Maximum Useable R.P.M. (My Theory)

Those of you who have been paying attention will have noticed that in my previous post I lamented the fact that we were unable to get more than about 6000 r.p.m. out of AHX12’s engine. I’ve done a lot of reading on that subject since we did those dyno tests and now have a better understanding of what we were up against and now, upon reflection, it all seems very simple. In my earlier days of “hopping up” engines, as it was called back then, we had no idea why our 750c.c. side valve Austin Seven engines would not exceed much more than 4500 r.p.m.

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Even down hill with a stiff tail wind the old bombs would top out at about 80 m.p.h. and nothing we did, short of dropping them off a cliff, would make them go any faster.

 

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The general consensus among the more learned of our friends was that we had reached 3000 feet per minute average piston speed. Theories abounded as to why this number could not be exceeded but most were based around things like “the ring package would stop working” or “there would be uncontrollable blow-by” or “the rod bearings couldn’t handle anything more”. It always struck me as strange that we didn’t see a lot of evidence of this. Excessive blow-by would surely have been indicated by clouds of smoke and although we had the occasional cases of engines “putting a leg out of bed” as it was called back then that was usually because someone forgot to check the oil. 

The engines just wouldn’t go any faster. It seems that we were somewhat off track and the real explanation is far less complex. 

To develop power an engine has to ingest a gulp of air (which contains a bit of fuel). The force to get this air into the combustion chamber comes from the good old 15 p.s.i. (pounds per square inch) of atmospheric pressure. What the atmosphere has to do, when the inlet valve opens, is accelerate a slug of air through the port, past the valve and into the cylinder. The problem is that although that slug of air doesn’t weigh that much 15 p.s.i isn’t that much of a force. Everyone knows that the rate of acceleration is proportional to inverse of the mass being accelerated and the force accelerating it. In simple terms the old atmospheric pressure can only push so much air down that port in a given amount of time. At 6000 r.p.m. the piston moves from the top, essentially where this process begins, to the bottom, where it ends in 1/100th of a second. That isn’t that long. Now there are a bunch of “mitigating circumstances” but when you get right down to it that is what has to happen. Things can be improved a bit by making the valves open longer and further, or cleaning out the ports and fitting bigger carburetor throats but the fact remains that 10,000r.p.m. just wasn’t going to happen on a long stroke 750c.c. side valve. Once the engine needs more air to go any faster it changes from a blower to a sucker and that is that.  We were up against the same problems with AHX12. We had pretty well doubled the power from the original 92 b.h.p. and to go much further we would have to tap Bill Gates for an engine development program loan and as far as I know he isn’t a petrol head.   

About Michael

Who is this guy? Born in New Zealand some time back. Went to Maori Hill Primary School then Kaikorai Valley High before joining the RNZAF and an Airman Cadet in 1968. Graduated 1972 with an NZCE in Aeronautical Engineering. Then embarked on the typical Kiwis "Big Trip Overseas". Got to see quite a few places, and spent a while in the U.K. "home" as it was refered to by many New Zealanders in those days, before travelling on to New York and then to Canada by bus!! This trip is presently on hold (has been for the last 34 years). Met my dear wife Judy not long after arriving in Ontario and we have been happily married since 1976. After travelling around New Zealand and the pacific in 1979 I started Precision Sportscar andfor the next 23 years grew the business and helped raise 2 boys Drew and Robin.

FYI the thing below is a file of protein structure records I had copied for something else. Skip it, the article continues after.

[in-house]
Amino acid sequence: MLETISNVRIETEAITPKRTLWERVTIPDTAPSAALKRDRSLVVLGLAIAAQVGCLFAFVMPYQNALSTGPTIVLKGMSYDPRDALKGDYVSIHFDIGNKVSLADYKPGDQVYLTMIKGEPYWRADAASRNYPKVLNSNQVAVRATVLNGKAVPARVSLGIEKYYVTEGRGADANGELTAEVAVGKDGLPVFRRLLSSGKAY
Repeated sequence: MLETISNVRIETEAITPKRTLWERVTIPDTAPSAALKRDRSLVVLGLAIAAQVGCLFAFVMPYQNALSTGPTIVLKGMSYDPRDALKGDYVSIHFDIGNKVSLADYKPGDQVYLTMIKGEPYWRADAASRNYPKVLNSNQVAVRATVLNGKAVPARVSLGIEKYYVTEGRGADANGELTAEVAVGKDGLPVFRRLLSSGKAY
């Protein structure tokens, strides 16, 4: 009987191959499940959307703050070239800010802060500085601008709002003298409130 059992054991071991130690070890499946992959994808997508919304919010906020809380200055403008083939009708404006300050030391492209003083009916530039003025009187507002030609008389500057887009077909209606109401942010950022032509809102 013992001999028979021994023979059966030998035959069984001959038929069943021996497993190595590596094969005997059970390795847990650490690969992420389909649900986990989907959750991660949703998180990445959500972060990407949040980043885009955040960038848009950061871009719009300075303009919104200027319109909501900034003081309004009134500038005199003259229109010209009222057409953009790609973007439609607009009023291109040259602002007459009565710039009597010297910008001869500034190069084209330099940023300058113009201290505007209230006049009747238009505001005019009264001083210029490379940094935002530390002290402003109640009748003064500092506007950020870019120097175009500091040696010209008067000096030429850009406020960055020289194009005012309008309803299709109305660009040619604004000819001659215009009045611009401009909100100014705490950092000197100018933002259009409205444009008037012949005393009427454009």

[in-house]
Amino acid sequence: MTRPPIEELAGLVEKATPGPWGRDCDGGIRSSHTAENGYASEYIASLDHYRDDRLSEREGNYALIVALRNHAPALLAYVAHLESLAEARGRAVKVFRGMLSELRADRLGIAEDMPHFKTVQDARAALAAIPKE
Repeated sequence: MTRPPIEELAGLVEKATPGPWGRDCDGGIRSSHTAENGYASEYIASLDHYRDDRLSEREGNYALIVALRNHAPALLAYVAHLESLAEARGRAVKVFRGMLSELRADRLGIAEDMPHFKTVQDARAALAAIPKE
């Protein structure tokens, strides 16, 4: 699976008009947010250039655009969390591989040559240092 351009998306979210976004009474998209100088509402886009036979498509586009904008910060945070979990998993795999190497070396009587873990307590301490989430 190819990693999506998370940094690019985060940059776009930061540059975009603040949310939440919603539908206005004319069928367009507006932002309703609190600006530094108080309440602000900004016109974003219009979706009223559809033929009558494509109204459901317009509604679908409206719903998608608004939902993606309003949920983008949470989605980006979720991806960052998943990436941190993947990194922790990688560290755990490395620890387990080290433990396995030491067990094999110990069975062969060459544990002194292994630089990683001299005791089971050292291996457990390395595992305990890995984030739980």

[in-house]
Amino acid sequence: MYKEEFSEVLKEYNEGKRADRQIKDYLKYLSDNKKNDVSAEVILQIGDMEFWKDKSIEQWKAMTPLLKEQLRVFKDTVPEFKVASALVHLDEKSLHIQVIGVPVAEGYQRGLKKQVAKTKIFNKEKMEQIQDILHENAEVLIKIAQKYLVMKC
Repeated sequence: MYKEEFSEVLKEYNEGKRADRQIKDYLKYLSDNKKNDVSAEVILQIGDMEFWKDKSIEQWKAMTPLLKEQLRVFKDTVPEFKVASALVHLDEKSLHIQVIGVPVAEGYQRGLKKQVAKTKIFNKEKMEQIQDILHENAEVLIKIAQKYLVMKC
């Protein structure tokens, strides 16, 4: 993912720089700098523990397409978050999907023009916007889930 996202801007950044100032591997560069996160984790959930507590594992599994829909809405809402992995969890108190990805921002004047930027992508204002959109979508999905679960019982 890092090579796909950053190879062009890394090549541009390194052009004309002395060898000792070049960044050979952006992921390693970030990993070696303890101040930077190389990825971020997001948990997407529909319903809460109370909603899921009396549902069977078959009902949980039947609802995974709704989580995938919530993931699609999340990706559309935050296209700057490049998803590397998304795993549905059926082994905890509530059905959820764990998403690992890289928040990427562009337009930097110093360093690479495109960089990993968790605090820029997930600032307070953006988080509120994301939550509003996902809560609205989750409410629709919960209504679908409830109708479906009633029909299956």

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3 Responses to Maximum Useable R.P.M. (My Theory)

  1. Bob Hoover says:

    Dear Michael,

    I think you’re on the right track. That tiny slug of fuel/air doesn’t have much mass but it still responds to the basic laws of physics.

    You might consider a good audit of the OTHER part of the cycle — getting the exhaust gases out of the way. At a given rpm, for a particular set of exhaust plumbing, you can produce a negative pressure in the chamber. When the intake valve opens the negative pressure will help overcome the inertia of the incoming charge, allowing the cylinder to accept a slightly larger charge in the time allowed.

    This has to do with Volumetric Efficiency of course and it all goes to hell in a hand-basket with variable-speed engines but it has proven to be of worth in trying to optimize flying Volkswagens, which typically stooge around the sky at a fixed rpm.

    -Bob

  2. Michael says:

    Hi Bob,
    Quite correct and that is part of the bunch of “mitigating circumstances” that I mentioned in my post. I have a copy of Philip H.Smith and John C Morrison’s book “Scientific Design of Exhaust and Intake Systems” written in 1962 which, I understand, is still considered to be a very valuable test on this subject. I have to admit that I found its reading pretty tough slugging and the section on pressure measurement apparatus is way out of date but it does illustrate just how complex the subject is.

  3. Steve Byers says:

    Hi, Michael –
    Very interesting analysis. I hesitate to suggest a minor correction, but heck, what’s a little help among friends?
    Acceleration is proportional to Force, but inversely proportional to the Mass, as I’m sure you know but the wording didn’t come out that way. F=MA or A=F/M

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